British reinforcements moving up towards Martinpuich September 1916
©©IWM Q_000187.

Stories of the Somme

A century on, historians are beginning to unpick the mythology of the battle

Do central banks cause crises?

Philip Augar on three books that question the institutions at the heart of the financial system

Music in the age of the algorithm

We now have instant access to almost any song. Could our tastes be narrowing as a result?

Honoré Daumier’s ‘Don Quixote’ (c1865-70)
©Neue Pinakothek, Munich

‘Don Quixote’ then and now

Four centuries after Cervantes’ death, we can see the novel as a response to a media revolution that in some ways mirrors our own

The battle for Europe

As Britain prepares to vote on EU membership, both friends and enemies of the project agree that it is in trouble

The race to save the information age

We are producing more knowledge than ever before but preserving only a fraction of it. How much will be left for future generations?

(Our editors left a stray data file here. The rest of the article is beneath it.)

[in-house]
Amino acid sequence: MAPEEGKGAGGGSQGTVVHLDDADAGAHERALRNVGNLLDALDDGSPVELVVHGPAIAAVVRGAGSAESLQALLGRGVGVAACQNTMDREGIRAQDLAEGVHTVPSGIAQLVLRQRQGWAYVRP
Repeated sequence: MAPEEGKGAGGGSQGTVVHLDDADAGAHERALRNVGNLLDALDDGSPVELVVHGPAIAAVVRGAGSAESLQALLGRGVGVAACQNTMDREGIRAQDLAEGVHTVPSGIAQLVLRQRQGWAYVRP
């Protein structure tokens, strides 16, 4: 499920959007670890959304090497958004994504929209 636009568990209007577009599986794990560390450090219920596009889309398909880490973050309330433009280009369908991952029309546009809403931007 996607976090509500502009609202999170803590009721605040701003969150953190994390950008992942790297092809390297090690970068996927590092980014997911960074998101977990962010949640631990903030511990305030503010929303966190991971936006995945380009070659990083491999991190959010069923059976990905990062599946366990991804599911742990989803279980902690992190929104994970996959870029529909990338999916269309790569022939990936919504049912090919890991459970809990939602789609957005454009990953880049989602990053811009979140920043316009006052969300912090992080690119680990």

‘What is our life?’, by Sir Walter Raleigh

From ‘English Renaissance Poetry: A Collection of Shorter Poems’

Two views of near-identical streets in St Petersburg in 2015, taken from the book ‘Schema’ by Alexander Gronsky and Ksenia Babushkina (shop.talka.lv)
©Alexander Gronsky and Ksenia Babushkina

Svetlana Alexievich on communism’s demise

The Belarusian author addresses the complex feelings left by the collapse of the Soviet Union

The inverted ziggurat of Birmingham Central Library, which is currently in the process of being demolished
©Robert Low

The revival of Brutalism

Edwin Heathcote on how a maligned movement made a comeback

China’s Cultural Revolution

Two contrasting accounts explore a period of upheaval that the country is yet to reckon with

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